Wednesday, April 29, 2009

The new sakura

Poem 49 from the Kokin wakashuu:


hito no ihe ni uwetarikeru sakura no, hana saki hajimetarikeru wo miyomeru
kotoshi yori haru shiri somuru sakurabana chiru to ifu koto ha narahazaranamu
Ki no Tsurayuki

Composed upon viewing the first blossoming of flowers of newly planted cherry trees at someone's residence.
Sakura flowers / bloom, first knowing spring this year, / and how I truly / wish for them not to learn of / the scattering yet to come
Ki no Tsurayuki


Another poem by Ki no Tsurayuki! You're probably starting to wonder why, but, to be perfectly honest, I randomly happened upon this poem and found it quite beautiful. So its authorship is entirely coincidental and won't be the topic of today's post.

Instead, I'd like to talk about the personification of the sakura blossoms. The reason I found this poem so beautiful centers around the poet's wishes for the blossoms and the way that the flowers are personified. In and of itself, it's a pretty metaphor: the poet, knowing that these are the first blossoms of new planted trees, wish that they would never fall and scatter with the wind, despite the inevitability. This sentiment vividly reflects the philosophy of pre-modern, Buddhist Japan. Ukiyo (浮世) literally means floating world and, in pre-Edo times, refers to the transience of everything. So, while the poet is alluding to the transience of life, he is also directly treating the subject at hand. The wish for a beautiful moment to last forever in stasis is hardly a rhetorical conceit specific to Japan, but it is a very important characteric of Japanese poetry.

There is another dimension to the poem that is relevant to its author as well. I promised not to talk about Ki no Tsurayuki, but his authorship adds a significant meaning to the poem in terms of intertextuality. Ki no Tsurayuki is also the author of the Tosa nikki (Tosa Diary), which chronicles his journey with his family and retainers from a post in the provinces back to the capital. Of specific interest to this poem is his daughters death before their departure. Though the diary was written from the perspective a maid in his household, it was clearly written by him. The work includes a large number of poems as well a prose description. It also specifically discusses Tsurayuki and his wife's sadness at the loss of their daughter. While it may be a stretch, the personification of the first sakura flowers for newly planted trees can be seen as veiled reference to his daughters young death. Just as he wishes for the beautiful cherry blossoms to last longer, he wishes that his daughter had lived to maturity. And just as the cherry flowers must, inevitably fall and scatter with the wind, he was powerless to stop his daughters passing.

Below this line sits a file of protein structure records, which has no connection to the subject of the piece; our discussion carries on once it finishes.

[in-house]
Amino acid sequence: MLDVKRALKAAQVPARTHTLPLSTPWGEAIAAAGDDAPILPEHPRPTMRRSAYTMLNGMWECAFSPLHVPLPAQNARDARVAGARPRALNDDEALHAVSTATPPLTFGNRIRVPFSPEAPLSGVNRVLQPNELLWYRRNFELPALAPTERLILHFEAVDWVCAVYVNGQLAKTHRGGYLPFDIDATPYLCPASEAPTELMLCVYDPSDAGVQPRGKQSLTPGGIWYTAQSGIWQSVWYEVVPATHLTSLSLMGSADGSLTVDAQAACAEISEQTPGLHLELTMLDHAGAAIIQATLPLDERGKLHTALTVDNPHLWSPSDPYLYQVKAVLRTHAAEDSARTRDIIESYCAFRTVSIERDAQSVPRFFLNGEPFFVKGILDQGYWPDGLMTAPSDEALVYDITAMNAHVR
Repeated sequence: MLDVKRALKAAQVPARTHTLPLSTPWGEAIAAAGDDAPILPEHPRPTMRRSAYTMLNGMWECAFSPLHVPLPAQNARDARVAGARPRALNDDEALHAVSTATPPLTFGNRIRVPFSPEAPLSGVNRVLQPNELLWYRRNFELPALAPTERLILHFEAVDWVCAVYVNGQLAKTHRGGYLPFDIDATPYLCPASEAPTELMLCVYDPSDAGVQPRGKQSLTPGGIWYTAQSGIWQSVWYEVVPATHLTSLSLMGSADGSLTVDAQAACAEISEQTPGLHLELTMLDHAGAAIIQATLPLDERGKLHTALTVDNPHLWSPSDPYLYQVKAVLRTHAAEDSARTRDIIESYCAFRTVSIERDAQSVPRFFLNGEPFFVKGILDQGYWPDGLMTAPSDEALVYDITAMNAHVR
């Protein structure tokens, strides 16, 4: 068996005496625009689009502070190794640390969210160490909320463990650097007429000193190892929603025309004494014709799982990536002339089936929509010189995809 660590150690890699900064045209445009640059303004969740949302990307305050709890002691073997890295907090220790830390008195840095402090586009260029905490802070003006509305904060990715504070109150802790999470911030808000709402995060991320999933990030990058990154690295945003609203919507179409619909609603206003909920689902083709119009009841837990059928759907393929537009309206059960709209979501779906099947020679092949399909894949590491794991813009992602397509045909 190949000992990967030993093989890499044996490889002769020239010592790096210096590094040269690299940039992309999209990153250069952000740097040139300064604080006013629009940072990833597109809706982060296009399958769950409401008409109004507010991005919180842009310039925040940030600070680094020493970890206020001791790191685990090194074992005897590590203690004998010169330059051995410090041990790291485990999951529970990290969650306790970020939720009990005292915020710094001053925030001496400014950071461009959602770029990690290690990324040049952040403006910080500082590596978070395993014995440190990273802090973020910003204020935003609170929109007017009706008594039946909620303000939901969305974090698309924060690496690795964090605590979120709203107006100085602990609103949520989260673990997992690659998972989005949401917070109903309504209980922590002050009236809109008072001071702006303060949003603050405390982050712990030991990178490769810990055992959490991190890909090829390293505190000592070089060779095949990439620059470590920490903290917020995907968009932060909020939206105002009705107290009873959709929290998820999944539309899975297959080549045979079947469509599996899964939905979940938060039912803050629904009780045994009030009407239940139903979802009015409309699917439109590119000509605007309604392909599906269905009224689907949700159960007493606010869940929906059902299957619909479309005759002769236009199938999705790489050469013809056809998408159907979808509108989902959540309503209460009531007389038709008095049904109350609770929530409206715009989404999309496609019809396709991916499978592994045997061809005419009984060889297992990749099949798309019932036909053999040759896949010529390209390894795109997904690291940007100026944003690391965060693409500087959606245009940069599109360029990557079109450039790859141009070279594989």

Even as the poem captures the joy of new flowers and their first beautiful blossoming, it is imbued with a serious gravity that cannot be ignored. Japanese poetry, especially waka, often carries such a heaviness that is in line with the contemporary Japanese world view. Every beautiful spring eventually becomes winter, but every winter eventually melts and spring begins anew.


Thanks for reading! I'll be back Friday with another poem from the Kokin wakashuu.

Monday, April 27, 2009

The warm winds of spring...

Today we'll be continuing in the First Book of Spring Poems from the Kokin wakashuu, with poem number two. (Last Friday was the first poem, in case you've forgotten.)

haru tachikeru hi yomeru
sode hichite musubishi mizu no kohoreru wo haru tatu kefu no kaze ya tokuram
Ki no Tsurayuki

Written on "spring coming"
My sleeves are soaked, but / all the promised water I've / scooped up is frozen / I wonder... will the spring winds / come to thaw the ice today
Ki no Tsurayuki


If you'll remember my first post, you might recognize the poets name--Ki no Tsurayuki. He (and three other men) were commissioned by the emperor to compile the Kokin wakashuu (which translates to An Anthology of Poems Old and New). Before discussing today's poem, I'd like to take some time to talk about one of the things that make the Kokin wakashuu so amazing. The first is how the poems are arranged. Each book of poetry has been compiled in such a way that reading the poems in succession reveals an underlying story. (As we can see even between the first and second poems of the collection: the first wonders if spring has really come and the second wonders if--as the calendar claims it has--its warm winds will thaw the ice.) What makes this characteristic even more amazing is that the poems were collected from the works of over a hundred poets, some of those poems being hundreds of years old. That the editors were able to blend together and create a unified yet diverse poetic voice with such a wide variety of poets is simply (in my mind at least) a staggering feat.

As I've already mentioned, Ki no Tsurayuki was responsible not only for compiling the anthology (and contributing some beautiful poems as well), he also wrote the Kanajo (Kana Preface) that so thoroughly defined Japanese poetic sensibilities for hundreds of years. As Earl Miner, Hiroko Odagiri, and Rober Morrell wrote in The Princeton Companion to Classical Japanese Literature:
The conception underlying the collection no doubt reflected then existing ideas about